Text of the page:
The indictments charge Dallas Police Department (DPD) Senior Cpl. Ryan Mabry, age 36, with six counts of aggravated assault by a public servant and two counts of deadly conduct. Mabry also faces three misdemeanor counts of official oppression that were filed in February.
Mabry is accused of assaulting David McKee, Brandon Saenz, and at least one unknown individual. Three counts stem from injuries Saenz sustained and another three counts arose from McKee’s complaints.
Former DPD Senior Cpl. Melvin Williams, age 41, faces four counts of aggravated assault by a public servant and two counts of deadly conduct. Williams was also previously charged with three counts of official oppression.
DPD fired Williams in January “for violating the department’s use of force policy on a separate incident.”
McKee is the complaining witness in two of the charges against Williams, who is also accused of assaulting at least one unknown individual.
The grand jury charged Joe Privitt, an officer with the Garland Police Department, with one count of aggravated assault by a public servant.
Dallas County District Attorney John Creuzot had already filed charges against Mabry and Williams, but he had only charged each of them with three felonies.
Creuzot’s office highlighted the amount of time investigators have been working on the case.
“These indictments as returned by the Grand Jury are the result of almost 2 years of investigation by the Dallas Police Department and the Dallas County District Attorney’s Office. In cases where bonds have not been posted, warrants for arrest will be issued,” the office stated in a news release.
During the investigation, Creuzot sought information from the public on possible misconduct by police officers during the demonstrations.
Aggravated assault by a public servant is a first-degree felony, which carries a minimum of five years and a maximum of 99 years or life imprisonment in addition to up to a $10,000 fine.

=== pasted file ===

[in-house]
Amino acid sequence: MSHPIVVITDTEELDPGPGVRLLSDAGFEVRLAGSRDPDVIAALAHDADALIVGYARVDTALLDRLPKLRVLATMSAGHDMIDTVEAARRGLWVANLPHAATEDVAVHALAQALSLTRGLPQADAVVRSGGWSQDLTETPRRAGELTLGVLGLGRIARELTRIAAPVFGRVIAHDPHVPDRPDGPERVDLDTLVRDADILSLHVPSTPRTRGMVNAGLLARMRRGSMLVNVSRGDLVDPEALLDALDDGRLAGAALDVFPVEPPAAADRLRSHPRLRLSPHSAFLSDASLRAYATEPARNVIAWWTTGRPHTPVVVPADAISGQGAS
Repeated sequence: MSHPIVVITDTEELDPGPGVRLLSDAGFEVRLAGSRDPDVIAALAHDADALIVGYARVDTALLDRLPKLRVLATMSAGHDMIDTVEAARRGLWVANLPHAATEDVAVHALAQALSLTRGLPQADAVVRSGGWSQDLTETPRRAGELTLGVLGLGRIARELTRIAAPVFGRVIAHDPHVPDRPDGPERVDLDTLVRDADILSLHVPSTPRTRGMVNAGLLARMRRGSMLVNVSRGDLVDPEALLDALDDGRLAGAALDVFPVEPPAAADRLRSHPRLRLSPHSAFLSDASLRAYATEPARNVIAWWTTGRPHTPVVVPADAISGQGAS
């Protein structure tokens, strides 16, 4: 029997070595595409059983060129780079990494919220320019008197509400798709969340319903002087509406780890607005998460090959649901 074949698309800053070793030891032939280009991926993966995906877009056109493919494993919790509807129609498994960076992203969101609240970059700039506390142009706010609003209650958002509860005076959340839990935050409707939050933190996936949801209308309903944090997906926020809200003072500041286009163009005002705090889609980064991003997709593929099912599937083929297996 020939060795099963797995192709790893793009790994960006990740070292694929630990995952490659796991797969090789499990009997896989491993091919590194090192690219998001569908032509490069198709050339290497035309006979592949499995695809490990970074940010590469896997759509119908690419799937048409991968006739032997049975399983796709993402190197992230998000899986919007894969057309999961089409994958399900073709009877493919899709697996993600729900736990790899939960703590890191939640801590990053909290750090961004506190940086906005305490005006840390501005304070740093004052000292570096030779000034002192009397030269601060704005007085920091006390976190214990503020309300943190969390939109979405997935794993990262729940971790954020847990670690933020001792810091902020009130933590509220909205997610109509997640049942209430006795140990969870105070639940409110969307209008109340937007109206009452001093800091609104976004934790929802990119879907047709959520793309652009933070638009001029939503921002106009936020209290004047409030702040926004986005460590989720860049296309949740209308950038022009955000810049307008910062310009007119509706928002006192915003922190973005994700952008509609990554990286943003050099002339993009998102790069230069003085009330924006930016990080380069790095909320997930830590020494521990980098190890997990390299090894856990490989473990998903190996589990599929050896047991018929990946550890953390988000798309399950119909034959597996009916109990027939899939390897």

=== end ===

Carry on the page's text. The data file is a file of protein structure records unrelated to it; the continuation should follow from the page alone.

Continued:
DPD Chief Eddie Garcia stated at a news conference on Friday that it is “difficult” for police departments when officers are indicted. Garcia stated that the “process has been unprecedented.”
“The message to the community today should be in light of these protests, riots, and looting that there were hundreds of officers that were professional and did their duty to defend this city,” Garcia told reporters. “If the actions of that day rose to criminal intent, that is for a jury to decide at this point.”
He called the 2020 riots “one of the most chaotic times” in the history of Dallas.
Garcia said that less than lethal rounds of ammunition have saved “hundreds of lives” and give officers more options when confronting hostile situations.
He seemed to disagree with the grand jury’s characterization of 40 mm launchers as deadly weapons when used to shoot less than lethal rounds of ammunition, suggesting that the outcome would not have been any better if officers had used batons instead.
Though he conceded DPD officers “weren’t perfect” that day, he repeatedly emphasized the role of the jury in determining whether Mabry’s and Williams’ actions were criminal.
“I’m not quite sure if there was criminal intent,” Garcia remarked.
When asked if DPD intends to change its policies in view of the criminal charges against Mabry and Williams, Garcia pointed to the objectives of the department.
“The goals are to defend our protesters, to protect our officers, and to ensure this city doesn’t burn. Those are the goals that will always be the goals,” Garcia.
“The tactics, what a professional police department will do is look at the tactics used and maybe modify some tactics, which this department already has done. But those goals will never change and this city needs to know that this police department’s goals will never change.”
A copy of the news release from the district attorney’s office announcing the indictments can be found below.
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Hayden Sparks is a senior reporter for The Texan and a lifelong resident of the Lone Star State. He has coached competitive speech and debate and has been involved in politics since a young age. One of Hayden's favorite quotes is by Sam Houston: "Texas has yet to learn submission to any oppression, come from what source it may."